Michael Lewis

Author Michael Lewis chats with Gordon Russell, Managing Editor for Investigations at The New Orleans Advocate | The Times-Picayune, at the Bureau of Governmental Research's annual luncheon November 7, 2019. 

The Bureau of Governmental Research, New Orleans’ venerable policy watchdog, seeks to celebrate distinguished service in the public sector through its biennial Excellence in Government Awards. So it was fitting that author and New Orleans native Michael Lewis took some time during his recent appearance at the group’s annual luncheon to talk up the men and women who work to make sure government does what we all need and expect it to do.

In the program’s q-and-a session with The Times-Picayune | The New Orleans Advocate's Gordon Russell, the author of such best-sellers as “The Blind Side” and “The Big Short” talked about what he learned while researching his latest book, “The Fifth Risk.” It explores what Lewis casts as the Trump administration’s disrespect for the sort of technical expertise that keeps the government functioning, and for the public employees who are too often dismissed as shiftless, paper-pushing bureaucrats — or worse, members of some sort of agenda-driven “deep state.”

Lewis told the crowd that he embarked on his reporting with those stereotypes in mind, but quickly discovered a universe full of talented experts committed to doing the right thing for the right reasons, and for less money than they might make in the private sector. One particularly compelling character he described was an oceanographer who spent years studying weather patterns and currents in order to figure out how to help the Coast Guard identify where to search for missing people. He’s credited with saving thousands of lives, with little acclaim.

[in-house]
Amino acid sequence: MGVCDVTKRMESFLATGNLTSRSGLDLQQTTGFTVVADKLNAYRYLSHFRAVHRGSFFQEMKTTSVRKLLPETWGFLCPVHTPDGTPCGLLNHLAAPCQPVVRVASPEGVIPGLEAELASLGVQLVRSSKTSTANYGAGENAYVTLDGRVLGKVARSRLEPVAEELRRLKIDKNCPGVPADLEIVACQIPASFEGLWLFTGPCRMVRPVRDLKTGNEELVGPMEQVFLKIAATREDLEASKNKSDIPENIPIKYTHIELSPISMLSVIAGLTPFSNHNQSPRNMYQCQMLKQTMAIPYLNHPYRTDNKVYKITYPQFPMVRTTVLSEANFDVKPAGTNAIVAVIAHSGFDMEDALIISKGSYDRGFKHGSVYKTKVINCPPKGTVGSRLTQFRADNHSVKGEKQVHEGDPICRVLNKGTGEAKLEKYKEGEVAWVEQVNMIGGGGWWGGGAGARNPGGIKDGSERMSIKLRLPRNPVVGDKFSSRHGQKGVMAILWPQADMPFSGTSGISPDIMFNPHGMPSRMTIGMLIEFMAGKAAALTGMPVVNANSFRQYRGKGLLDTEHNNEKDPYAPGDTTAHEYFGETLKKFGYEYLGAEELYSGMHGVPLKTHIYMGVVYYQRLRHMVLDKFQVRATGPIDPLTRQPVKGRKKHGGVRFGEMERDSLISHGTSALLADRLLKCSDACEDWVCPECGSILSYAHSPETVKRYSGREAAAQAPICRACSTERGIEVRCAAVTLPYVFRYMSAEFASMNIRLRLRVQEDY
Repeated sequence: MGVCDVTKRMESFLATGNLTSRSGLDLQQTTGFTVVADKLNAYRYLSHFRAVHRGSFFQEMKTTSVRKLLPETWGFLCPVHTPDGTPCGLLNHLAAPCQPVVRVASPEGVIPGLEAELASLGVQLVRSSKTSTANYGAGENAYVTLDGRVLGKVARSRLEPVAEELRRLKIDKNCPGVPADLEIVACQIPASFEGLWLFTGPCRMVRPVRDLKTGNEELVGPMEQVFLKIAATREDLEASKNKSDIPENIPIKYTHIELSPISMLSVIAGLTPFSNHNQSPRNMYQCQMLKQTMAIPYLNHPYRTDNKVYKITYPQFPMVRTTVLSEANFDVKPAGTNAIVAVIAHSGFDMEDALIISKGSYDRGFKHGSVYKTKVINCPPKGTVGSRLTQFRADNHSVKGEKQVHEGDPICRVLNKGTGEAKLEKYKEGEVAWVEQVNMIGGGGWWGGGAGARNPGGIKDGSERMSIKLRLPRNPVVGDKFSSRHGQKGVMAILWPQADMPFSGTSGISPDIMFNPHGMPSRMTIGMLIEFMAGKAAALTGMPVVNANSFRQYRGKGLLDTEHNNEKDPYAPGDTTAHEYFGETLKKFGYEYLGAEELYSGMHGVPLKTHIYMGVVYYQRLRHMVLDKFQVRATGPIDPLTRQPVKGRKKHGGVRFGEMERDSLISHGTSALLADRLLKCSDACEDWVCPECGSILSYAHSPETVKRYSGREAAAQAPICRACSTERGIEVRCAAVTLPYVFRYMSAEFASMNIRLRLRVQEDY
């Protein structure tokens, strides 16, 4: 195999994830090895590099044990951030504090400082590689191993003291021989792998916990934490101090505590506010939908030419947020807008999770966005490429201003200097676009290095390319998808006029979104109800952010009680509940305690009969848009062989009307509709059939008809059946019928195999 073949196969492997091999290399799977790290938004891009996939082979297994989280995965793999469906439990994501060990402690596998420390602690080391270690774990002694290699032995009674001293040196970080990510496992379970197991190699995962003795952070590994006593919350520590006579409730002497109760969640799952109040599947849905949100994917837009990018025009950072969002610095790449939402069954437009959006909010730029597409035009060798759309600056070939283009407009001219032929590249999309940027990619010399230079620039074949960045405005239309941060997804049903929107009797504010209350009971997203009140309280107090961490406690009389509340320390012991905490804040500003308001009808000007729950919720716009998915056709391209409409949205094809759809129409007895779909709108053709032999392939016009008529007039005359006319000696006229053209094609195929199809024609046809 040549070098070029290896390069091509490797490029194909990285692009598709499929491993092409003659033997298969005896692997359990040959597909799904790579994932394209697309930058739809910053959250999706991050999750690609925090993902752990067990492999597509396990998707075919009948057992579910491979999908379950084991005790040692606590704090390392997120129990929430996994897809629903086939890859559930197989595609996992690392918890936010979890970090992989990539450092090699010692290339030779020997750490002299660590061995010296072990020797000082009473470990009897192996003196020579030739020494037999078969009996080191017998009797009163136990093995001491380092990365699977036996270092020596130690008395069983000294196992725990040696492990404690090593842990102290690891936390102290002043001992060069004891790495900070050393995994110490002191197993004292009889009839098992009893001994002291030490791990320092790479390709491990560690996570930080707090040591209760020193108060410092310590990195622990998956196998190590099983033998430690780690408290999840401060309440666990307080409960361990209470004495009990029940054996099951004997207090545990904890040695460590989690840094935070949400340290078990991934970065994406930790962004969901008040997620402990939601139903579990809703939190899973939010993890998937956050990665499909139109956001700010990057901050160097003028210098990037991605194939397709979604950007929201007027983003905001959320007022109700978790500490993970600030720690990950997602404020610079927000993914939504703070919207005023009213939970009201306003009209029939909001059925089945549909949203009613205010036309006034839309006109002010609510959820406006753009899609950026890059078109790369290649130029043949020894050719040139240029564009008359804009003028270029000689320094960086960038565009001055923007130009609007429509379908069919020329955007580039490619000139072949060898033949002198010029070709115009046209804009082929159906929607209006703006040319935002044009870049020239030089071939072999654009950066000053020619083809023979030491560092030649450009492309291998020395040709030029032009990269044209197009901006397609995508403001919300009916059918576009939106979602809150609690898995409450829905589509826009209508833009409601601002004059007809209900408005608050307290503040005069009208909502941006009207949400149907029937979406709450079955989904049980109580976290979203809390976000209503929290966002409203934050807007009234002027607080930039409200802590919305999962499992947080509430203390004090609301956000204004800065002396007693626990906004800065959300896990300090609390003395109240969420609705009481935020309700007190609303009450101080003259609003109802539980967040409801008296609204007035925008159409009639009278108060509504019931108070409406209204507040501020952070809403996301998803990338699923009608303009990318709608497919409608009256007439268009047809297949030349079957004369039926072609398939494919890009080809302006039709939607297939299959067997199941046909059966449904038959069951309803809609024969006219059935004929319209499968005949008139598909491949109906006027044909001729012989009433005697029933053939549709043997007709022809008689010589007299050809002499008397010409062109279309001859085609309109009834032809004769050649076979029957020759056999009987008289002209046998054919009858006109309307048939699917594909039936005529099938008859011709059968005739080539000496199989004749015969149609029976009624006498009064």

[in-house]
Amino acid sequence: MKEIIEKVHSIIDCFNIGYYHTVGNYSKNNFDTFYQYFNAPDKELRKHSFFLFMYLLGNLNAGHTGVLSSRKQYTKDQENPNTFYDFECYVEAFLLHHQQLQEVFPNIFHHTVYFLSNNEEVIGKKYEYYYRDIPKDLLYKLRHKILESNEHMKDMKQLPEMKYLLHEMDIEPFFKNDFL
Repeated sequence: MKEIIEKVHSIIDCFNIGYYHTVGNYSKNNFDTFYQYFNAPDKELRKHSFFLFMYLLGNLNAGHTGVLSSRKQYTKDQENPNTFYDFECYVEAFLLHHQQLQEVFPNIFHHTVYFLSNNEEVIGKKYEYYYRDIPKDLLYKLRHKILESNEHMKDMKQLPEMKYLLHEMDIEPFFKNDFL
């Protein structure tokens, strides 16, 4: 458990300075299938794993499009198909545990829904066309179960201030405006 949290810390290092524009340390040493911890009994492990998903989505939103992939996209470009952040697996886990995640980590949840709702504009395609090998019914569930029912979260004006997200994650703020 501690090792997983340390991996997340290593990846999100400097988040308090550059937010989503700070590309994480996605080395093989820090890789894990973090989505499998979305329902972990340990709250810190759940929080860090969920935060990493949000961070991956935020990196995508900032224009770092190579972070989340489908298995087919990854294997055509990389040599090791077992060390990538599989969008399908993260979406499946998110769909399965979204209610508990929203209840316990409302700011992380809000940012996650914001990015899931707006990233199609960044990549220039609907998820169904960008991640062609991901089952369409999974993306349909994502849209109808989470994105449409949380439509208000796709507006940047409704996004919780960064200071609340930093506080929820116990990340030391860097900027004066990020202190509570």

Lewis’s book focuses on the federal government, but the lessons apply to government at every level.

The same goes for the topic of his popular podcast, “Against the Rules,” which Lewis also discussed at the luncheon. The podcast explores how the growing suspicion of neutral referees in many realms, from the baseball field to the courtroom, can undermine trust, stoke division and lead to abuse. In the realm of government, he emphasized the value of groups such as BGR, which aims to produce sober-minded, informative and unbiased analysis.

“Michael Lewis highlighted two topics uniquely related to BGR’s mission,” said Amy Glovinsky, the organization’s president and CEO. “He illustrated the essential role of public employees in achieving effective government. BGR’s Excellence in Government Awards exist in that same spirit to honor outstanding public employees in the New Orleans area. He also emphasized the importance of a neutral third-party in ensuring accurate information and fair results. BGR serves in this capacity for the issues we cover with our research and reporting.

“We appreciate that he delivered a particularly local perspective on his work and ours,” she said.

The issues Lewis raised during his recent visit to Louisiana should prompt reflection from citizens across the state. Democracy works best when citizens can hold government accountable for its failings. But it’s also important to point out when public servants get it right.